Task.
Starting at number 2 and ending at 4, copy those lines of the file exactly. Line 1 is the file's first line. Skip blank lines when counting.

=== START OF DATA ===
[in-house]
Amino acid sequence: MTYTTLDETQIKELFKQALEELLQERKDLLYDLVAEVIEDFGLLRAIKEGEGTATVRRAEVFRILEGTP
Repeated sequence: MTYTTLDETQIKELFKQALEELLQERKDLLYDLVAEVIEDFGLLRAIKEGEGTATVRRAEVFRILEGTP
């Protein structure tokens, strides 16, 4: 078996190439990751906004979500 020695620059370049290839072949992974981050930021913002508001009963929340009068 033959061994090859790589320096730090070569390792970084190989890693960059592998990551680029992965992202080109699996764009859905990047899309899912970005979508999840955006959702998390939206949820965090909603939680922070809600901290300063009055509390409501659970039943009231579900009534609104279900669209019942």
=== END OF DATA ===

Amino acid sequence: MTYTTLDETQIKELFKQALEELLQERKDLLYDLVAEVIEDFGLLRAIKEGEGTATVRRAEVFRILEGTP
Repeated sequence: MTYTTLDETQIKELFKQALEELLQERKDLLYDLVAEVIEDFGLLRAIKEGEGTATVRRAEVFRILEGTP
């Protein structure tokens, strides 16, 4: 078996190439990751906004979500 020695620059370049290839072949992974981050930021913002508001009963929340009068 033959061994090859790589320096730090070569390792970084190989890693960059592998990551680029992965992202080109699996764009859905990047899309899912970005979508999840955006959702998390939206949820965090909603939680922070809600901290300063009055509390409501659970039943009231579900009534609104279900669209019942």